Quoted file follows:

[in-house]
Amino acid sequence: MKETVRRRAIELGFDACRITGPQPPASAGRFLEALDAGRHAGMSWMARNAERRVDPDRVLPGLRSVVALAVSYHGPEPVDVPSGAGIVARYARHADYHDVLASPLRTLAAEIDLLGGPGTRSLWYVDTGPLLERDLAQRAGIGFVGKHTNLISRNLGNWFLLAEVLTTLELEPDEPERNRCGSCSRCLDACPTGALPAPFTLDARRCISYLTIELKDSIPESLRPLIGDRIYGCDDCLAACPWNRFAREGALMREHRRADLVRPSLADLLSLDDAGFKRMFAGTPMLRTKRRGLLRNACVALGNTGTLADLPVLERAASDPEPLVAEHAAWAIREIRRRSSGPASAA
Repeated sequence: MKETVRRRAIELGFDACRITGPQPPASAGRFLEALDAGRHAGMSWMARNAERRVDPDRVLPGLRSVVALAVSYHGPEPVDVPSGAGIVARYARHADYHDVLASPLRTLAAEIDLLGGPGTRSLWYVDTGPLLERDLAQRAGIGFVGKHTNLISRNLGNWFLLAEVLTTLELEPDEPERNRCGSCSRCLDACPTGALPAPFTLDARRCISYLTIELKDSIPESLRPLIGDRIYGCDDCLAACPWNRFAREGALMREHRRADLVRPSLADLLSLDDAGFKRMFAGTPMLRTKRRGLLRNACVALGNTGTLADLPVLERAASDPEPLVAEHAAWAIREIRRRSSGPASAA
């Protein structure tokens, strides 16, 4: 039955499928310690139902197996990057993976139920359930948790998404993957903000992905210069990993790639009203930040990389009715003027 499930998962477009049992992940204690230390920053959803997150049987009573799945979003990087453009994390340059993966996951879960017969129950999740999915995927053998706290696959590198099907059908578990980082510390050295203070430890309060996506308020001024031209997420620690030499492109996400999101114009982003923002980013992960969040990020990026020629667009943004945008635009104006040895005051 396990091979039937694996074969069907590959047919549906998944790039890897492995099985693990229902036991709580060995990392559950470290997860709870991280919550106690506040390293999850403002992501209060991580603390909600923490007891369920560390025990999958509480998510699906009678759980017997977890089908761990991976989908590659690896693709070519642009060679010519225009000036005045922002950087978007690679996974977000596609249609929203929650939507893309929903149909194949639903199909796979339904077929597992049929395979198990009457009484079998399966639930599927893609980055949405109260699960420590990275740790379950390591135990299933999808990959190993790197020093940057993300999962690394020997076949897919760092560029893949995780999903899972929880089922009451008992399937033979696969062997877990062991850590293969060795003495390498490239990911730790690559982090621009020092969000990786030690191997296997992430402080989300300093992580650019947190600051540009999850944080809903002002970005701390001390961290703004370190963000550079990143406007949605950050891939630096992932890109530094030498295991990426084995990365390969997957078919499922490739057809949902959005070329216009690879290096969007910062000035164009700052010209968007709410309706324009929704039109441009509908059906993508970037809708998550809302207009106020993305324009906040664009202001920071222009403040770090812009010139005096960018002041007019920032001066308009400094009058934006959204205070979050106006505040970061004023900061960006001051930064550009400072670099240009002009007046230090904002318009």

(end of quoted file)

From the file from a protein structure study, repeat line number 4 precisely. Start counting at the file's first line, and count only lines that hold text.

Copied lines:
């Protein structure tokens, strides 16, 4: 039955499928310690139902197996990057993976139920359930948790998404993957903000992905210069990993790639009203930040990389009715003027 499930998962477009049992992940204690230390920053959803997150049987009573799945979003990087453009994390340059993966996951879960017969129950999740999915995927053998706290696959590198099907059908578990980082510390050295203070430890309060996506308020001024031209997420620690030499492109996400999101114009982003923002980013992960969040990020990026020629667009943004945008635009104006040895005051 396990091979039937694996074969069907590959047919549906998944790039890897492995099985693990229902036991709580060995990392559950470290997860709870991280919550106690506040390293999850403002992501209060991580603390909600923490007891369920560390025990999958509480998510699906009678759980017997977890089908761990991976989908590659690896693709070519642009060679010519225009000036005045922002950087978007690679996974977000596609249609929203929650939507893309929903149909194949639903199909796979339904077929597992049929395979198990009457009484079998399966639930599927893609980055949405109260699960420590990275740790379950390591135990299933999808990959190993790197020093940057993300999962690394020997076949897919760092560029893949995780999903899972929880089922009451008992399937033979696969062997877990062991850590293969060795003495390498490239990911730790690559982090621009020092969000990786030690191997296997992430402080989300300093992580650019947190600051540009999850944080809903002002970005701390001390961290703004370190963000550079990143406007949605950050891939630096992932890109530094030498295991990426084995990365390969997957078919499922490739057809949902959005070329216009690879290096969007910062000035164009700052010209968007709410309706324009929704039109441009509908059906993508970037809708998550809302207009106020993305324009906040664009202001920071222009403040770090812009010139005096960018002041007019920032001066308009400094009058934006959204205070979050106006505040970061004023900061960006001051930064550009400072670099240009002009007046230090904002318009």